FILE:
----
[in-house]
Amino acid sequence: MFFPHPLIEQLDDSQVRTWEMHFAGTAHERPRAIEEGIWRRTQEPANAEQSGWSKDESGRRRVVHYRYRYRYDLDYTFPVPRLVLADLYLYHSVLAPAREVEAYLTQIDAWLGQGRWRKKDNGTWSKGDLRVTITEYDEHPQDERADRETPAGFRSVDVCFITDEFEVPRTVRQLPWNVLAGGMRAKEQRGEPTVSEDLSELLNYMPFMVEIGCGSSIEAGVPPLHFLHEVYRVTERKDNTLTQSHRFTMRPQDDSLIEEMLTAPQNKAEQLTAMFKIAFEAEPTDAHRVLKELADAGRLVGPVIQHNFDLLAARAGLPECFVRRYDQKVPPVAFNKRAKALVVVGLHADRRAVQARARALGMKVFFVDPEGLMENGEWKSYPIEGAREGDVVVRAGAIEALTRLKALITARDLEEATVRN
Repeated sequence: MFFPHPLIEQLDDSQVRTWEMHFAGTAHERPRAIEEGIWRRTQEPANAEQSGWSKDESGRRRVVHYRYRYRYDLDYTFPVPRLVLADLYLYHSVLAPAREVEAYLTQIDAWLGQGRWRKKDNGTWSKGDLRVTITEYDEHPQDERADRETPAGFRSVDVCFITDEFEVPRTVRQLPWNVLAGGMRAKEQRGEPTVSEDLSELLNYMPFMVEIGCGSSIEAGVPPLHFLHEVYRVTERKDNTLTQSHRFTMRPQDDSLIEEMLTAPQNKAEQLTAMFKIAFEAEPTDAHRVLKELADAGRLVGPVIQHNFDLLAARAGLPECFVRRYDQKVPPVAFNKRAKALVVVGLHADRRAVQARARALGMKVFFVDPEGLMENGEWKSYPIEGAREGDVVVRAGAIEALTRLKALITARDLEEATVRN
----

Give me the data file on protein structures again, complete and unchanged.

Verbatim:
[in-house]
Amino acid sequence: MFFPHPLIEQLDDSQVRTWEMHFAGTAHERPRAIEEGIWRRTQEPANAEQSGWSKDESGRRRVVHYRYRYRYDLDYTFPVPRLVLADLYLYHSVLAPAREVEAYLTQIDAWLGQGRWRKKDNGTWSKGDLRVTITEYDEHPQDERADRETPAGFRSVDVCFITDEFEVPRTVRQLPWNVLAGGMRAKEQRGEPTVSEDLSELLNYMPFMVEIGCGSSIEAGVPPLHFLHEVYRVTERKDNTLTQSHRFTMRPQDDSLIEEMLTAPQNKAEQLTAMFKIAFEAEPTDAHRVLKELADAGRLVGPVIQHNFDLLAARAGLPECFVRRYDQKVPPVAFNKRAKALVVVGLHADRRAVQARARALGMKVFFVDPEGLMENGEWKSYPIEGAREGDVVVRAGAIEALTRLKALITARDLEEATVRN
Repeated sequence: MFFPHPLIEQLDDSQVRTWEMHFAGTAHERPRAIEEGIWRRTQEPANAEQSGWSKDESGRRRVVHYRYRYRYDLDYTFPVPRLVLADLYLYHSVLAPAREVEAYLTQIDAWLGQGRWRKKDNGTWSKGDLRVTITEYDEHPQDERADRETPAGFRSVDVCFITDEFEVPRTVRQLPWNVLAGGMRAKEQRGEPTVSEDLSELLNYMPFMVEIGCGSSIEAGVPPLHFLHEVYRVTERKDNTLTQSHRFTMRPQDDSLIEEMLTAPQNKAEQLTAMFKIAFEAEPTDAHRVLKELADAGRLVGPVIQHNFDLLAARAGLPECFVRRYDQKVPPVAFNKRAKALVVVGLHADRRAVQARARALGMKVFFVDPEGLMENGEWKSYPIEGAREGDVVVRAGAIEALTRLKALITARDLEEATVRN